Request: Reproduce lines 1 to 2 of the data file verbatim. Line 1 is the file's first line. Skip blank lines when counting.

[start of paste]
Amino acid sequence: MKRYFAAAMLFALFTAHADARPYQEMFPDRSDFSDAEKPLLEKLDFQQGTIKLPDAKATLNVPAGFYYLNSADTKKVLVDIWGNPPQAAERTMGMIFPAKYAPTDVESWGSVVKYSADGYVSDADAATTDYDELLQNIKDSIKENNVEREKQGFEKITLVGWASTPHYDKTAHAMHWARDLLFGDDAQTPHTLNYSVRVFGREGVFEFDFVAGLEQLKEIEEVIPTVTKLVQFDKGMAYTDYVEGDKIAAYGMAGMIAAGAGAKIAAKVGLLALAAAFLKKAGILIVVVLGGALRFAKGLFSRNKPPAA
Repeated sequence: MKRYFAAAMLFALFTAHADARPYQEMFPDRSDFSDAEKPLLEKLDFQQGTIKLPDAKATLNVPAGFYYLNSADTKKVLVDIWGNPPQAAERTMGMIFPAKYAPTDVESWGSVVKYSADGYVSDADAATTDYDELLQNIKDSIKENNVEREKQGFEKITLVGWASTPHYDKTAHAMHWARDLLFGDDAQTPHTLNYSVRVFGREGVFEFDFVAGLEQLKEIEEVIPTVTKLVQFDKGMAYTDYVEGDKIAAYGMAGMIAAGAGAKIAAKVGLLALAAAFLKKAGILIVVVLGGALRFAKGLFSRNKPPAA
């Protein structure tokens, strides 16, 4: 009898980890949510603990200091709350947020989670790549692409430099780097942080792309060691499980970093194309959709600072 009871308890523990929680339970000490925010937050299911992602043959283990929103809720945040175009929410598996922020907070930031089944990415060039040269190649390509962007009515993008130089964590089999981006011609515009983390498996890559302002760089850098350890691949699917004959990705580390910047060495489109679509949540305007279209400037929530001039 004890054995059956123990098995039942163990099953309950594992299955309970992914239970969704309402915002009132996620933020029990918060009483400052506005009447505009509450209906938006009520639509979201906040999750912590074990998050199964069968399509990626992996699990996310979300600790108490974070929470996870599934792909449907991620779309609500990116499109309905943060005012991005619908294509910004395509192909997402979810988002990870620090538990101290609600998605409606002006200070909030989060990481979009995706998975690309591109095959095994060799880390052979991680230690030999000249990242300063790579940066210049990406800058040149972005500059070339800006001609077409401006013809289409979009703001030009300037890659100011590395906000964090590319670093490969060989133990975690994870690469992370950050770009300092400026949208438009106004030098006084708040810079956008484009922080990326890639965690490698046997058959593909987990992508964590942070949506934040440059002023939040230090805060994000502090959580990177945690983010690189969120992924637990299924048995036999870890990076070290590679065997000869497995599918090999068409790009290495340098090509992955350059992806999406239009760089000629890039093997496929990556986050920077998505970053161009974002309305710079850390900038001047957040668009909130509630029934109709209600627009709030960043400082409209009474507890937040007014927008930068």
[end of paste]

Amino acid sequence: MKRYFAAAMLFALFTAHADARPYQEMFPDRSDFSDAEKPLLEKLDFQQGTIKLPDAKATLNVPAGFYYLNSADTKKVLVDIWGNPPQAAERTMGMIFPAKYAPTDVESWGSVVKYSADGYVSDADAATTDYDELLQNIKDSIKENNVEREKQGFEKITLVGWASTPHYDKTAHAMHWARDLLFGDDAQTPHTLNYSVRVFGREGVFEFDFVAGLEQLKEIEEVIPTVTKLVQFDKGMAYTDYVEGDKIAAYGMAGMIAAGAGAKIAAKVGLLALAAAFLKKAGILIVVVLGGALRFAKGLFSRNKPPAA
Repeated sequence: MKRYFAAAMLFALFTAHADARPYQEMFPDRSDFSDAEKPLLEKLDFQQGTIKLPDAKATLNVPAGFYYLNSADTKKVLVDIWGNPPQAAERTMGMIFPAKYAPTDVESWGSVVKYSADGYVSDADAATTDYDELLQNIKDSIKENNVEREKQGFEKITLVGWASTPHYDKTAHAMHWARDLLFGDDAQTPHTLNYSVRVFGREGVFEFDFVAGLEQLKEIEEVIPTVTKLVQFDKGMAYTDYVEGDKIAAYGMAGMIAAGAGAKIAAKVGLLALAAAFLKKAGILIVVVLGGALRFAKGLFSRNKPPAA